Remote workers have always been around, but never before has such a huge section of the labor market been taken up by remote-only jobs. According to Forbes, as many as 25% of all American professional jobs will be remote by the end of 2022, with opportunities set to increase through to 2023. While a huge portion of the market, this is not yet an entirely digital world. For the labor force to make a true step forward and become digital by default, a few key trends will need to emerge.
A remote working infrastructure
For workers to succeed at home, they need areas of their home that are conducive to productivity. This is not the case for many remote workers, who have experienced rapid transitions from workspace to their home. In the tech hubs of the country, such as California, this is especially pronounced due to shrinking living spaces. Sofa and bed working is common, which is disastrous both for mental wellbeing and workplace productivity. Tackling this trend comes from two directions. The first are collaborative working spaces, which, according to Vox, are seeing huge growth. In San Francisco, 100 Van Ness is an example of one such development providing gigantic remote-working facilities. The second is through empowering and educating workers on creating their own effective work-at-home spaces. A large area is not required to make an effective space – instead, it’s about layout and direction. Companies providing resources towards this will reap productivity rewards.
Creating more services
A huge benefit of remote working is reclaimed time. The commute is vanquished, and micro-breaks throughout the day can be used for chores – washing clothes, dishes, and so on. This leaves more time in the evening for relaxation or, in many cases, extended working days to deal with urgent projects. This is a good thing – but it has to be supported with services. According to EasySend, the transition to a digital-first service economy has been anything but easy, and many barriers remain. In order for remote working to be viable at a huge scale, it must be easy for workers to manage their private lives from home.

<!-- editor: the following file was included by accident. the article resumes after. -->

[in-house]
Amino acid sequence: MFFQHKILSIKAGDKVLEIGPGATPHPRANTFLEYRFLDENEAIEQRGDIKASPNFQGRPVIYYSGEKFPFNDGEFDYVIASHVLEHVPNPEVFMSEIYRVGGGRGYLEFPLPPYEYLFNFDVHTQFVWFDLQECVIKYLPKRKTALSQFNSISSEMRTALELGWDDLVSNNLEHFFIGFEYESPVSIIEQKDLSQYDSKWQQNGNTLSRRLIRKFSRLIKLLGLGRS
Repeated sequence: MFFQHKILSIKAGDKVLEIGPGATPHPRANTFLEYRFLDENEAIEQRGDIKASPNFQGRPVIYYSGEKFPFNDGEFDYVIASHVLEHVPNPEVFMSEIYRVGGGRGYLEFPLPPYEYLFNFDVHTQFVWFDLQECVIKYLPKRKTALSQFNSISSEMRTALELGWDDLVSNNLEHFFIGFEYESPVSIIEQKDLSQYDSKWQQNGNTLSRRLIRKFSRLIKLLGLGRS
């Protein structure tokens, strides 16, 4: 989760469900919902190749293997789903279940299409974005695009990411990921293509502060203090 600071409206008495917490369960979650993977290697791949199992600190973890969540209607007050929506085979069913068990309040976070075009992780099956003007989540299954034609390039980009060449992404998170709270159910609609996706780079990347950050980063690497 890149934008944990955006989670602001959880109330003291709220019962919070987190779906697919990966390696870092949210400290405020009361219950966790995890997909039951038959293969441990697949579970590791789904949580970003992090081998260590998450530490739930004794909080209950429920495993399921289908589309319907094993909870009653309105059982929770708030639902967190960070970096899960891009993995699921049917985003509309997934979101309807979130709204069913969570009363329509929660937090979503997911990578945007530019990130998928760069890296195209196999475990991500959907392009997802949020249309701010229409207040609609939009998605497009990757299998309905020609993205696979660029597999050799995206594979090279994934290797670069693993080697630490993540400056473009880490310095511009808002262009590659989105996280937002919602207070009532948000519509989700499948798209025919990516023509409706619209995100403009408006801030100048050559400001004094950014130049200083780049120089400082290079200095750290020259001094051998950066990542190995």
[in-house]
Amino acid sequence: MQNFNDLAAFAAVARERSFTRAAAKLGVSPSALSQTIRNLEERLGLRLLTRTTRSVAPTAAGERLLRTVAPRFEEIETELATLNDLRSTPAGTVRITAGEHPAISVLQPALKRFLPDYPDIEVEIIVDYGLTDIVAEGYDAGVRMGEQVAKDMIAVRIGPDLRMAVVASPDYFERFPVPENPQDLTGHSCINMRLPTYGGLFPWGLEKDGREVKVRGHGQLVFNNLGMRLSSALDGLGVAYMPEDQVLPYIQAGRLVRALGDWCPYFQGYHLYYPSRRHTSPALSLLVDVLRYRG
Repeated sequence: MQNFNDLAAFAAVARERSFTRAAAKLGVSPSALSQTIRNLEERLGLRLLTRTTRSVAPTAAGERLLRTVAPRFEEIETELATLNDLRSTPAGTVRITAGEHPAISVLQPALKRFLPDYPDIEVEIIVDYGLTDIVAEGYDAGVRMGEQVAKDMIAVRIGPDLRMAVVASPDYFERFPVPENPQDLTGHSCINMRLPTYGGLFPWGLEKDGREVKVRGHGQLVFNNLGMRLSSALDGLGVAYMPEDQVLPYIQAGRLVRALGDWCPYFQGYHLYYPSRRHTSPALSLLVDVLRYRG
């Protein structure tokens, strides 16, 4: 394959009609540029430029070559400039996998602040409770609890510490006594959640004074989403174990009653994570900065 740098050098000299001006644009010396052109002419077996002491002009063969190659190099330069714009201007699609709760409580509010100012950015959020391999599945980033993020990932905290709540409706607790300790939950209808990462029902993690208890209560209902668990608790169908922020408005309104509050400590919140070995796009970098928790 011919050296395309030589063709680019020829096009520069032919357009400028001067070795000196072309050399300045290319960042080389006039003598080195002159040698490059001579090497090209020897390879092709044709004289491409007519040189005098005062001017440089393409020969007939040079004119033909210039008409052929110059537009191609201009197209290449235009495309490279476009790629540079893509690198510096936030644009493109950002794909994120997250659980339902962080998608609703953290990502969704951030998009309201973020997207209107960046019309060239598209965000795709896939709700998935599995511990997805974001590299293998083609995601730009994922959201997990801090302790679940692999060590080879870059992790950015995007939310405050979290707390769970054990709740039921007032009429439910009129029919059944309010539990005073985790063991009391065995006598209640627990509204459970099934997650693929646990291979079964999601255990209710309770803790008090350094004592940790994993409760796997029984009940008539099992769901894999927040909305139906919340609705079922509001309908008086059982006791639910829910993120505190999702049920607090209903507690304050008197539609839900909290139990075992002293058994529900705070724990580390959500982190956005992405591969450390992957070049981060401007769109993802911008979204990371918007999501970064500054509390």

Remote workers are adept in IT, but only insofar as what they have been required to learn in the office environment. According to Computer Weekly, this is an active detriment to the ability of businesses to continue pushing forward their transformation agendas. One key area this can be seen in is document handling. 56% of workers still print their work, and 50% still scan, despite only 40% having this equipment at home. Building familiarity with the digital medium, and providing tools to support that, is a crucial step businesses have to take.
A key theme runs through all of these trends – enabling. Remote workers want to be remote, and their work lends itself to working at home. For there to be real success and widespread adoption, however, the industry has to do more to equip and enable these workers.
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